σ or π nucleophilic reactivity of imines? A mechanistic twist emerges.

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The story so far. Imines react with a peracid to form either a nitrone (σ-nucleophile) or an oxaziridine (π-nucleophile).[1] The balance between the two is on an experimental knife-edge, being strongly influenced by substituents on the imine. Modelling these reactions using the “normal” mechanism for peracid oxidation did not reproduce this knife-edge, with ΔΔG (π-σ) 16.2 kcal/mol being rather too far from a fine balance.

There are two general reasons why computational modelling using quantum mechanics may not match experimental outcome. Until perhaps 10 or so years ago, the culprits may often have been the approximations necessary to apply the theory, as bounded by the limitations of the CPU power of the then available computers to evaluate the associated equations. Nowadays, an equally likely explanation is that the molecular model for which these equations are solved is either wrong or maybe just incomplete. For an organic reaction, these models are initially set out by “arrow pushing” a possible mechanistic pathway. Such speculations have been a common feature of most new articles reporting the outcome of reaction experiments for perhaps 60 years now. It is now more common (but by no means universal) to augment this with a computational reality check. So previously, when I applied a reality check on the “standard” epoxidation mechanism, it did not pass the test.

So time to revise the mechanism, as per below. The difference is that the model includes an extra water molecule to facilitate proton transfers, with the imine now being protonated by the peracid to form a zwitterion, which collapses to an addition product and it is this species that rearranges to the final oxaziridine. Free energies relative to the reactant 1 are shown in red below.

azir

The IRC for 2 (TS) is shown below, being a proton transfer mediated by the transfer agent (water in this case, but it could be also peracid or eventually the product acid) to form a ion-pair.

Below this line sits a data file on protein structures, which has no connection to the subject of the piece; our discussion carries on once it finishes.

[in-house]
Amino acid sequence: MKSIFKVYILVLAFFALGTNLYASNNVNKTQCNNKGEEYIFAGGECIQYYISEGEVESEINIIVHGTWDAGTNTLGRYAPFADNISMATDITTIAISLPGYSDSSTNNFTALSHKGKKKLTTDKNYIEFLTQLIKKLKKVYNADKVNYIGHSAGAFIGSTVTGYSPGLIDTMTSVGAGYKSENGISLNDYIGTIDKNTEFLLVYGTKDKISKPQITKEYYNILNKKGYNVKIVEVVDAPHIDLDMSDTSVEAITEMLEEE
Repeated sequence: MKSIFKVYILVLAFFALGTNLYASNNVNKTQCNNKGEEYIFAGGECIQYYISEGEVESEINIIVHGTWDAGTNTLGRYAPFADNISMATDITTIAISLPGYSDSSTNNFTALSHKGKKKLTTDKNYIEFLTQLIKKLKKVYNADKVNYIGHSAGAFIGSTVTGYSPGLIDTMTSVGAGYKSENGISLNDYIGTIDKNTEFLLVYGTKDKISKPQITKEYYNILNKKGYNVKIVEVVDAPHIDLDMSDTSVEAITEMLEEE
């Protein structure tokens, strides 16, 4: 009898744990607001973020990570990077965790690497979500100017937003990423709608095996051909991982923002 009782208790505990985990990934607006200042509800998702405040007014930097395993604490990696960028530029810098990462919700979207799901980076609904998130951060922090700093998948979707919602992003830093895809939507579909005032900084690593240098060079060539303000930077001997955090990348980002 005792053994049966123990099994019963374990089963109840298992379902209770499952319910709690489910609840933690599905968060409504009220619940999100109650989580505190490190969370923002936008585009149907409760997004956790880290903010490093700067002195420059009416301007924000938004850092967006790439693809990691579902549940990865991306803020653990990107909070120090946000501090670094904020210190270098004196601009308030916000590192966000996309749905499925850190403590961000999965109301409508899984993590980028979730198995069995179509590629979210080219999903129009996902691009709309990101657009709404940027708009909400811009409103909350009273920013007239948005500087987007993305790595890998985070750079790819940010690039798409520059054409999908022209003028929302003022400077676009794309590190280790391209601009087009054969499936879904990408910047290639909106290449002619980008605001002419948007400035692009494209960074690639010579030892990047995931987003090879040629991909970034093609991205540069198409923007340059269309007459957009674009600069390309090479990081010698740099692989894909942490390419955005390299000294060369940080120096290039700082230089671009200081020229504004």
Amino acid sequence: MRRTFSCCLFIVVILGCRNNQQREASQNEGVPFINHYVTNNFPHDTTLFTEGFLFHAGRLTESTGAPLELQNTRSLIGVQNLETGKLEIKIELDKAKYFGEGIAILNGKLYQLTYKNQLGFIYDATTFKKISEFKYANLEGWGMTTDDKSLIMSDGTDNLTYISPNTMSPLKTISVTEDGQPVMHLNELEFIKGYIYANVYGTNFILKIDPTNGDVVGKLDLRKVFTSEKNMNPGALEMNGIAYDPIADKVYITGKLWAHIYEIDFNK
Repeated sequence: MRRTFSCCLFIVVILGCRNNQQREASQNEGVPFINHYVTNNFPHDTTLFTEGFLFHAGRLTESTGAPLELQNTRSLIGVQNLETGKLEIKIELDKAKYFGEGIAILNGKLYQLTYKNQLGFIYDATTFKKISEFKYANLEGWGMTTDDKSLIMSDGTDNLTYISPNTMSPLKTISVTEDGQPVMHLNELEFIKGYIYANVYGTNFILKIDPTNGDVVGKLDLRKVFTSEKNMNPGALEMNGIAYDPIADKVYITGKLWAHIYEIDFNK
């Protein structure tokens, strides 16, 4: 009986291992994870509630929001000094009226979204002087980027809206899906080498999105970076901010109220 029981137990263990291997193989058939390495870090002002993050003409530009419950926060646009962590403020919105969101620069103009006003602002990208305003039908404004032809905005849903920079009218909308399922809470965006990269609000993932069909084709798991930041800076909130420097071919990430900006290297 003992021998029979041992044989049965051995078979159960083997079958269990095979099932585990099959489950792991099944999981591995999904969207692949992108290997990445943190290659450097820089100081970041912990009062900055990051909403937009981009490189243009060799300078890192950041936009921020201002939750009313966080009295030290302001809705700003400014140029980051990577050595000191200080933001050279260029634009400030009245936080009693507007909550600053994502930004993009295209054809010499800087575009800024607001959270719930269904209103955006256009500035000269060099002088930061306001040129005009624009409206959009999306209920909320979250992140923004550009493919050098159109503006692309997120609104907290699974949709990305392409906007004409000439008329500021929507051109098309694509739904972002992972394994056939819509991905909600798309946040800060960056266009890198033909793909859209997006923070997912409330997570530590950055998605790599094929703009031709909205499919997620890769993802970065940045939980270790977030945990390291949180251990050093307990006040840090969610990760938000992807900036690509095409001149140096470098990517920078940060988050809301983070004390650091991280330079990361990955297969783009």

2ts-irc1

4 (TS) shows the collapse of the ion-pair to form an addition product across the imine.

4ts-irc1

6 (TS, below) is the most interesting and also the high point on the free-energy pathway (i.e. the rate determining step). The addition product cyclises to an oxaziridine as induced by the nitrogen lone pair helping to evict the acetate anion. This is followed at IRC ~7 by a transfer of the N-H proton back to the carboxylic acid, again using water as a transfer agent with the whole being part of a concerted but asynchronous mechanistic step.

6ts-irc1

6g

Crucially, 6 (TS) is 23.4 kcal/mol below the oxaziridination transition state modelled without a prior proton transfer[2],[3] and even 7.6 kcal/mol below the transition state for nitrone formation.[4],[5]

So the original mechanism is now replaced by an alternative, which really only differs in the timing of how the acidic proton attached to the peracid responds to the process. By getting actively involved prior to the crucial reaction with the nitrogen lone pair of the imine, this proton enables a lower energy route to be established. We are now ready for the next “reality check” on these mechanisms, which are the effects of substituents on the imine. If these can be replicated, we can then really start to claim that computation has put the mechanism of this reaction onto a firmer footing than that based just on “arrow-pushing”.


Calculations (ωB97XD/Def2-TZVPP/SCRF=dichloromethane) for the species above are archived as a collection at DOI: 10.14469/hpc/1704[6] and individually at 1[7], 2 (TS)[8], 3[9], 4 (TS)[10], [11], 5[12], 6 (TS)[13],[14], 7[15].

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Associated Links

  • Organic chemistry
  • Functional groups
  • Oxaziridine
  • Imine
  • Nitrone
  • Nucleophile

  • References

    1. D.R. Boyd, P.B. Coulter, N.D. Sharma, W. Jennings, and V.E. Wilson, "Normal, abnormal and pseudo-abnormal reaction pathways for the imine-peroxyacid reaction", Tetrahedron Letters, vol. 26, pp. 1673-1676, 1985. http://dx.doi.org/10.1016/S0040-4039(00)98582-4

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